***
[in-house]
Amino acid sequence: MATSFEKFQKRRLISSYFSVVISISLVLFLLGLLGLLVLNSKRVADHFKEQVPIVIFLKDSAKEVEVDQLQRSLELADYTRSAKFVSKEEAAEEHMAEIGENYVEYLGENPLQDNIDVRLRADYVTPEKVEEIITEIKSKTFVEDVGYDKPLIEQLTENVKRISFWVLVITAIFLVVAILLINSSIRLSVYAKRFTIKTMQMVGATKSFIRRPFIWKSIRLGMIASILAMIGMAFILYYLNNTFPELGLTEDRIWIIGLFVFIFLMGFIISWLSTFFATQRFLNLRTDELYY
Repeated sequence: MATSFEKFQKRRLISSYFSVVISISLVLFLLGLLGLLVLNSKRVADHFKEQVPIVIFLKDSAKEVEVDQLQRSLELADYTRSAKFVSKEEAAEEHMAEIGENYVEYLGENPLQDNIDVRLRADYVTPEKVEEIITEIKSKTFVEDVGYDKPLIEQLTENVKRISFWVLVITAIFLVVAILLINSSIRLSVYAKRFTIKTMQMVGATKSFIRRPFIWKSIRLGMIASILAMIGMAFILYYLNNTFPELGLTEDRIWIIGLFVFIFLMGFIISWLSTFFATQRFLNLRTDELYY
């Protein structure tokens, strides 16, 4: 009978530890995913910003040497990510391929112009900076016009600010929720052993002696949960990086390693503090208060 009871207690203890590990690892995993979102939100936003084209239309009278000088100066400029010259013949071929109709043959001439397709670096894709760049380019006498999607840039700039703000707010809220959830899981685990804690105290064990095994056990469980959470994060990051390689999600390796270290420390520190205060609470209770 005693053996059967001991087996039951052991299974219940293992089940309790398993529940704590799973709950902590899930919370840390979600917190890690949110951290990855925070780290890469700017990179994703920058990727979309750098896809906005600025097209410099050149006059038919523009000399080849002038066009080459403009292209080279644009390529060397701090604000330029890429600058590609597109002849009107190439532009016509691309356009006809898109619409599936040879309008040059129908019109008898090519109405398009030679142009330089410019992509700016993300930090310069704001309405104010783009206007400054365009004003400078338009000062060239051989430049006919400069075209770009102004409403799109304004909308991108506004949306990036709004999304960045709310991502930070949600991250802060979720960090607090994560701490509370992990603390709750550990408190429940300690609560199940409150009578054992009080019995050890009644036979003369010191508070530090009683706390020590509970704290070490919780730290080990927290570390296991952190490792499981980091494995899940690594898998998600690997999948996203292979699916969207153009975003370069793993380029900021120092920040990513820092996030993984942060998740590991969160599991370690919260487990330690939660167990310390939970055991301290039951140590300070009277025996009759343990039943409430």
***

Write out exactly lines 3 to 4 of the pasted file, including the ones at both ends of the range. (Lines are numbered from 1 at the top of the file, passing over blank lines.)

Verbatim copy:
Repeated sequence: MATSFEKFQKRRLISSYFSVVISISLVLFLLGLLGLLVLNSKRVADHFKEQVPIVIFLKDSAKEVEVDQLQRSLELADYTRSAKFVSKEEAAEEHMAEIGENYVEYLGENPLQDNIDVRLRADYVTPEKVEEIITEIKSKTFVEDVGYDKPLIEQLTENVKRISFWVLVITAIFLVVAILLINSSIRLSVYAKRFTIKTMQMVGATKSFIRRPFIWKSIRLGMIASILAMIGMAFILYYLNNTFPELGLTEDRIWIIGLFVFIFLMGFIISWLSTFFATQRFLNLRTDELYY
């Protein structure tokens, strides 16, 4: 009978530890995913910003040497990510391929112009900076016009600010929720052993002696949960990086390693503090208060 009871207690203890590990690892995993979102939100936003084209239309009278000088100066400029010259013949071929109709043959001439397709670096894709760049380019006498999607840039700039703000707010809220959830899981685990804690105290064990095994056990469980959470994060990051390689999600390796270290420390520190205060609470209770 005693053996059967001991087996039951052991299974219940293992089940309790398993529940704590799973709950902590899930919370840390979600917190890690949110951290990855925070780290890469700017990179994703920058990727979309750098896809906005600025097209410099050149006059038919523009000399080849002038066009080459403009292209080279644009390529060397701090604000330029890429600058590609597109002849009107190439532009016509691309356009006809898109619409599936040879309008040059129908019109008898090519109405398009030679142009330089410019992509700016993300930090310069704001309405104010783009206007400054365009004003400078338009000062060239051989430049006919400069075209770009102004409403799109304004909308991108506004949306990036709004999304960045709310991502930070949600991250802060979720960090607090994560701490509370992990603390709750550990408190429940300690609560199940409150009578054992009080019995050890009644036979003369010191508070530090009683706390020590509970704290070490919780730290080990927290570390296991952190490792499981980091494995899940690594898998998600690997999948996203292979699916969207153009975003370069793993380029900021120092920040990513820092996030993984942060998740590991969160599991370690919260487990330690939660167990310390939970055991301290039951140590300070009277025996009759343990039943409430």